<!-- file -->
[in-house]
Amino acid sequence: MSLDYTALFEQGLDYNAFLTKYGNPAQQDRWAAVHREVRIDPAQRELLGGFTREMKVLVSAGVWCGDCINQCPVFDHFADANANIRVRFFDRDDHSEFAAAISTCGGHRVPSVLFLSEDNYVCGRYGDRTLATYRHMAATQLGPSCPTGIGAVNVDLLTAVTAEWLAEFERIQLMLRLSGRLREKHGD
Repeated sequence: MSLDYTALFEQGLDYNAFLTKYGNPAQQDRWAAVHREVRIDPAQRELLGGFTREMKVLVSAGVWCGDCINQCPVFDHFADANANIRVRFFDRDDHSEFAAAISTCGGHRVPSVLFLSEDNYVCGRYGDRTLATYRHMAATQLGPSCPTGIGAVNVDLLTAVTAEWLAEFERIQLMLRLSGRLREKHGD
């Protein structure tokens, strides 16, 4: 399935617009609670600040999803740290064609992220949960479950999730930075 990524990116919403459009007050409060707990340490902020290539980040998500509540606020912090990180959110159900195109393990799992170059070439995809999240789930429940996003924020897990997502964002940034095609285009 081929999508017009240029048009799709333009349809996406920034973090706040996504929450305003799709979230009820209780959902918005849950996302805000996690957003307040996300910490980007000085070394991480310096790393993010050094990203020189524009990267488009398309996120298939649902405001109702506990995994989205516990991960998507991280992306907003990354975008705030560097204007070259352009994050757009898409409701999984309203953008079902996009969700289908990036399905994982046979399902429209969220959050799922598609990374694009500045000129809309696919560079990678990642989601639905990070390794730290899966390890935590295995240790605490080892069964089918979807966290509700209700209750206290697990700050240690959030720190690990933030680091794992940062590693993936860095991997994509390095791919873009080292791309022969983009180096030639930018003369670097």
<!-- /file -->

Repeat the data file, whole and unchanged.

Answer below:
[in-house]
Amino acid sequence: MSLDYTALFEQGLDYNAFLTKYGNPAQQDRWAAVHREVRIDPAQRELLGGFTREMKVLVSAGVWCGDCINQCPVFDHFADANANIRVRFFDRDDHSEFAAAISTCGGHRVPSVLFLSEDNYVCGRYGDRTLATYRHMAATQLGPSCPTGIGAVNVDLLTAVTAEWLAEFERIQLMLRLSGRLREKHGD
Repeated sequence: MSLDYTALFEQGLDYNAFLTKYGNPAQQDRWAAVHREVRIDPAQRELLGGFTREMKVLVSAGVWCGDCINQCPVFDHFADANANIRVRFFDRDDHSEFAAAISTCGGHRVPSVLFLSEDNYVCGRYGDRTLATYRHMAATQLGPSCPTGIGAVNVDLLTAVTAEWLAEFERIQLMLRLSGRLREKHGD
């Protein structure tokens, strides 16, 4: 399935617009609670600040999803740290064609992220949960479950999730930075 990524990116919403459009007050409060707990340490902020290539980040998500509540606020912090990180959110159900195109393990799992170059070439995809999240789930429940996003924020897990997502964002940034095609285009 081929999508017009240029048009799709333009349809996406920034973090706040996504929450305003799709979230009820209780959902918005849950996302805000996690957003307040996300910490980007000085070394991480310096790393993010050094990203020189524009990267488009398309996120298939649902405001109702506990995994989205516990991960998507991280992306907003990354975008705030560097204007070259352009994050757009898409409701999984309203953008079902996009969700289908990036399905994982046979399902429209969220959050799922598609990374694009500045000129809309696919560079990678990642989601639905990070390794730290899966390890935590295995240790605490080892069964089918979807966290509700209700209750206290697990700050240690959030720190690990933030680091794992940062590693993936860095991997994509390095791919873009080292791309022969983009180096030639930018003369670097």